Many individuals in the community of UFO research have, and perhaps have had to acknowledge that change has been afoot for quite some time. My fellow Mysterious Universe blogger Nick Redfern has commented on the fact that, at some point, the majority of modern UFO reports seem to have become, at best, ambiguous lights hovering in the skies; the closer they drift to heavily populated areas, the more apparent, perhaps, that awareness of the presence of drones is becoming in our public mind.
I have expressed very similar themes in my own analysis of media reporting in relation to UFOs, which, arguably, is at times perhaps one of the most interesting cultural aspects associated with UFO studies (certainly more than rehashing continually the “classic” encounters, or dwelling on the vapid nothingness of the aforementioned “mystery lights”). In an article at my website, I broke down reasons why I think, frankly, that UFO research is most often misrepresented entirely by what we see on television shows promoting the subjects of “alien visitation” and the like. Contrary to this looming idea that “the Space Brothers are already here!”, I find that we are faced with nearly as many questions about UFOs–and the subject many suppose it represents–as we were at the outset of public awareness of the issue.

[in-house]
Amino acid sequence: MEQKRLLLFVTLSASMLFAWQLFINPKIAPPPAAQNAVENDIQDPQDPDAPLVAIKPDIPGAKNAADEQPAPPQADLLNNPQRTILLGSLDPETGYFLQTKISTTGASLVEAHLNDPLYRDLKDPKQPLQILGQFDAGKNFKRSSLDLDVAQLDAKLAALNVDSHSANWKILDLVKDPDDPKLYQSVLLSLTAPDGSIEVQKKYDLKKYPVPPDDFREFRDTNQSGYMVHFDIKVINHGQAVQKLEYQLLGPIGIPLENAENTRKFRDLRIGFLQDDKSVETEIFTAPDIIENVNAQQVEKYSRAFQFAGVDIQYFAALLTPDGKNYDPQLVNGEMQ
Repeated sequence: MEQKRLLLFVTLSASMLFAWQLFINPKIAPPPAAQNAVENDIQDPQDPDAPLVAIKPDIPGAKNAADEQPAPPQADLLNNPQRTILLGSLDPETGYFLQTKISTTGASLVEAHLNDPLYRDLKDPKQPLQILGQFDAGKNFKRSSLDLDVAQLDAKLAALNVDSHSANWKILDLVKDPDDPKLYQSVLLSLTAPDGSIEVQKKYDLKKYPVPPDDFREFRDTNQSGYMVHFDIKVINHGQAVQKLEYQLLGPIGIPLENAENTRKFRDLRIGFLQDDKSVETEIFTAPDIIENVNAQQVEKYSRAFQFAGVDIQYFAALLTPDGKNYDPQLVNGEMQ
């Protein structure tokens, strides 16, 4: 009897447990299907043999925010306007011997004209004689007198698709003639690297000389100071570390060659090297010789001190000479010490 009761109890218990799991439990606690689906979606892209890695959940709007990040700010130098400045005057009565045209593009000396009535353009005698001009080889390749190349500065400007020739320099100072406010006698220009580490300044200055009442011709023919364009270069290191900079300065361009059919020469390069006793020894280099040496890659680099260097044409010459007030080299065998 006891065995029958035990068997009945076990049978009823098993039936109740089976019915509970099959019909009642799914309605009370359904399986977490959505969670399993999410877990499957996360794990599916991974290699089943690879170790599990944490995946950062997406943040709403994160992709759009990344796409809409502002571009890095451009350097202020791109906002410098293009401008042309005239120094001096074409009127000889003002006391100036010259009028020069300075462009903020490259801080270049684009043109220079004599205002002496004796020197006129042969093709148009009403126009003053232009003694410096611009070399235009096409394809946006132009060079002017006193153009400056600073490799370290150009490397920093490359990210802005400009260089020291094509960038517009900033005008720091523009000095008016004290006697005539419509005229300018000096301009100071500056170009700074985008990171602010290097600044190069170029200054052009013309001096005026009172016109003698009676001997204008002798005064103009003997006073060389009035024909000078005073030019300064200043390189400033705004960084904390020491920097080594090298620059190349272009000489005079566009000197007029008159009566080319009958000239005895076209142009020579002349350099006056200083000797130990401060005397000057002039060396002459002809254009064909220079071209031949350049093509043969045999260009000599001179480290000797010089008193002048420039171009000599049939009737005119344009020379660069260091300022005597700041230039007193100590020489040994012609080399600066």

Indeed, not much has changed: we examine reports–spurious though many of them are–of mysterious “things” seen in the skies, and we suddenly presume that, since they are flying through our airspace, and often leave unto it in similar fashion, they must literally be from space… space people. Having oriented this idea around our cultural beliefs in advance of mankind’s own entry into the cosmos, perhaps this was a necessary thought game to play; the problem, today, is that this old idea has lingered, despite the fact that we, now having entered space as civilization, have managed to travel into space, and send robotized probes to other planets–even to passing comets in flight–and use them to stream information about the outer cosmos back to Earth.
The universe is fascinating, but what little of it we’ve explored hasn’t exactly proven to be teeming with life, or anything similar to it. While disappointing to some, this should be viewed carefully alongside the evidence supporting UFOs as extraterrestrial space vehicles… if aliens were in our midst, wouldn’t you think we should have some evidence of the existence of alien life by now?
Which, still, many see UFOs as being representative of being. A comment posted online recently offered a dissenting opinion on my views about this, noting that,
“Unfortunately, Mr. Hanks is still questioning and trying to prove if there are aliens. Most of us are way past that. Where has he been, he just needs to look at the millions of photo’s taken all over the world. I have seen several UFOs. What Mr. Hanks really should be asking is what do the aliens want and why are they here!”